Strong opinions, weakly held

We should be afraid of Facebook

First, I started seeing more and more Web sites with Facebook like buttons on them. Then I saw Facebook widgets that showed my friends’ activity when I visited third party sites. Now, I’m seeing lots of blogs switch over their comments to use Facebook as a third party comments system. In the meantime, I’m seeing more and more people use Facebook to host images and video, and even Facebook as a URL shortener. Today, Nelson Minar commented on the fact that Facebook is taking over single sign on.

Here’s his warning:

The problem is that Facebook is creating a monopoly. That’s a huge risk to every other company on the Internet. It’s bad for users too, we’re losing the ability to use pseudonyms online. And while Facebook’s technical execution is excellent the company has demonstrated over and over again its willingness to act unethically towards their users. We don’t want them controlling user identity.

In my opinion, Facebook is more like the old, proprietary AOL that it is like the Web. When you put content on Facebook, it’s walled off from the rest of the Web, and yet I see more and more people and worse, organizations, as the repository for their photos and so forth. There’s no doubt that Facebook makes it easy to do that sort of thing, but I don’t think it’s too smart to turn your valuable work over to them to take care of. And if you publish a blog, I certainly don’t think it’s a good idea to turn your users over to Facebook to manage, either.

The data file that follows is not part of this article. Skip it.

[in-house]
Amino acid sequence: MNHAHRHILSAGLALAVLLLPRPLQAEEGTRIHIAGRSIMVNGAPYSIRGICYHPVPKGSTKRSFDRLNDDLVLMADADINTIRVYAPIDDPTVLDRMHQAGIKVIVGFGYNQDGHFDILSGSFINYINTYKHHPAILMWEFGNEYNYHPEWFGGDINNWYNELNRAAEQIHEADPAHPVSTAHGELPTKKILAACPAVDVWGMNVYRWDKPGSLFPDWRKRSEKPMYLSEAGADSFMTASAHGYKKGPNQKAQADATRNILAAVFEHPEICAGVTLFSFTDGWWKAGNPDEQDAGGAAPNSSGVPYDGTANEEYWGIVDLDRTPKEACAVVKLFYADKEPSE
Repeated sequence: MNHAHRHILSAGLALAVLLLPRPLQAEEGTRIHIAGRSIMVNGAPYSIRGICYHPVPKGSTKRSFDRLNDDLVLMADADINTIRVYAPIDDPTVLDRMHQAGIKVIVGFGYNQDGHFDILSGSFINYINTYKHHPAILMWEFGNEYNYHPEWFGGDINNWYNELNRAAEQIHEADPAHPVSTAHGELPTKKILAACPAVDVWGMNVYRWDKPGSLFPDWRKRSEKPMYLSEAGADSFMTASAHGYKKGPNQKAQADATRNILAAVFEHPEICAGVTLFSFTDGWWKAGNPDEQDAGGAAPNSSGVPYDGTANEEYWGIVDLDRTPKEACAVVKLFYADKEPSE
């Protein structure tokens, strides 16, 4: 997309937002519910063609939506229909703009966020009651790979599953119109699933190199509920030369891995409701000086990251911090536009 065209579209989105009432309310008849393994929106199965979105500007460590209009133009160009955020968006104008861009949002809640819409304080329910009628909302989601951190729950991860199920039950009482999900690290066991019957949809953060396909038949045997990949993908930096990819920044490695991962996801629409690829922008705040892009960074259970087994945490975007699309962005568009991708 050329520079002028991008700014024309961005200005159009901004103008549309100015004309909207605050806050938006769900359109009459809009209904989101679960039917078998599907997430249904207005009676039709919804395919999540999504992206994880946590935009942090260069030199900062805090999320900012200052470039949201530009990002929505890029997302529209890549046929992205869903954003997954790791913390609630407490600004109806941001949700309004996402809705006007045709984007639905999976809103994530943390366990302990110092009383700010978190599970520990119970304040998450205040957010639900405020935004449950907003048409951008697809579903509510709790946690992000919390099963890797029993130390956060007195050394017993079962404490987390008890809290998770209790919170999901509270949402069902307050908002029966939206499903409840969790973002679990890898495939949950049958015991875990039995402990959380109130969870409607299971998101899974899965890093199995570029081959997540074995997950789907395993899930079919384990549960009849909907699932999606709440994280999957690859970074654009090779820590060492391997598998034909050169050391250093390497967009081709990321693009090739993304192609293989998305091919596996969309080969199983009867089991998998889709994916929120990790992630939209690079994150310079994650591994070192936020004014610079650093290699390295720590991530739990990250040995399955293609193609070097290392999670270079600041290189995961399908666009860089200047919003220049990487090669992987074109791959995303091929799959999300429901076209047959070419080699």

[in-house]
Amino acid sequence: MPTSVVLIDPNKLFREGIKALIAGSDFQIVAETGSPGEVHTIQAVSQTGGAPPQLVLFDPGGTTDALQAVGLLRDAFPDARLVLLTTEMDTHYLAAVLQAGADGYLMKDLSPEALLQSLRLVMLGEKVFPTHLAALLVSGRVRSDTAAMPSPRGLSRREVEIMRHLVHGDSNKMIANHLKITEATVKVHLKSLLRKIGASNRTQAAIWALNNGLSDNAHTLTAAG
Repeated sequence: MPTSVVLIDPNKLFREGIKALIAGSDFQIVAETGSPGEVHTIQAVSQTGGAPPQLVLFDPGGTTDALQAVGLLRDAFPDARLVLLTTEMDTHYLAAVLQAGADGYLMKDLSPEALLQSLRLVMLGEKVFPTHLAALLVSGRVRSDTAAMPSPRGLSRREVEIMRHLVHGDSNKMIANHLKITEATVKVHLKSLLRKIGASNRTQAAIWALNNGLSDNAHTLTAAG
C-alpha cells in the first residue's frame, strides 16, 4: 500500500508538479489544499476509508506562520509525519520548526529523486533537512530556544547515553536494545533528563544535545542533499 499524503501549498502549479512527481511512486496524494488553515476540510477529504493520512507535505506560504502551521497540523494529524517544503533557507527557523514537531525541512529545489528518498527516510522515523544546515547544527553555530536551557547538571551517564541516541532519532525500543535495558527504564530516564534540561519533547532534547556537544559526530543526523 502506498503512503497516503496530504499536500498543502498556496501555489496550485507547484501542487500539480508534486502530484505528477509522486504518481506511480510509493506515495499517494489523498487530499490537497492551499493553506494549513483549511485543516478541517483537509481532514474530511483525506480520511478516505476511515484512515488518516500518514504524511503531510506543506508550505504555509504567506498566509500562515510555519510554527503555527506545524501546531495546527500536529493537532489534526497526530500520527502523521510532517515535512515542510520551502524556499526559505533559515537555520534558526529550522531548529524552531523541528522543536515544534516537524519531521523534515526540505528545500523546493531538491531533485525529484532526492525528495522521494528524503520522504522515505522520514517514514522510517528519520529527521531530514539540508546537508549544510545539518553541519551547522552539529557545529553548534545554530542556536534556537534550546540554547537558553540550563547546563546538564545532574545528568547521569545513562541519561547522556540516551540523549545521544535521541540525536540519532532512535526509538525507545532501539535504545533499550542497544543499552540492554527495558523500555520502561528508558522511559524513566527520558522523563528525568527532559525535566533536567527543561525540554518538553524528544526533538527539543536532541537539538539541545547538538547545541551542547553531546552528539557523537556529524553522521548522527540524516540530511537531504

I just don’t trust those guys.


  1. Facebook has done a really good job of making people feel like it is “open” when nothing could be further from the truth.

  2. Every single time I see a company’s web presence as facebook.com/company I cringe.

  3. Is it any better to trust single sign-on to Google?

  4. They’re also busy vigorously denying that they just lost 6 million users in the US and over a million in Canada. I think Facebook will be cyclic, like those before them.


  5. Glad you agree with my concern. It’s important to distinguish, though: Facebook Connect doesn’t contribute to the walled garden problem, kind of the opposite really.

    I think it would be better to trust single sign-on to Google than Facebook. I’m biased, but I think Google has a better track record of acting ethically. Anyway, that’s a false dichotomy, there’s no need to trust any one company. Much of my blog post talks about OpenID which everyone hates on but solves the exact single sign on problem in an open way.

    (I should have comments on my blog :-P)

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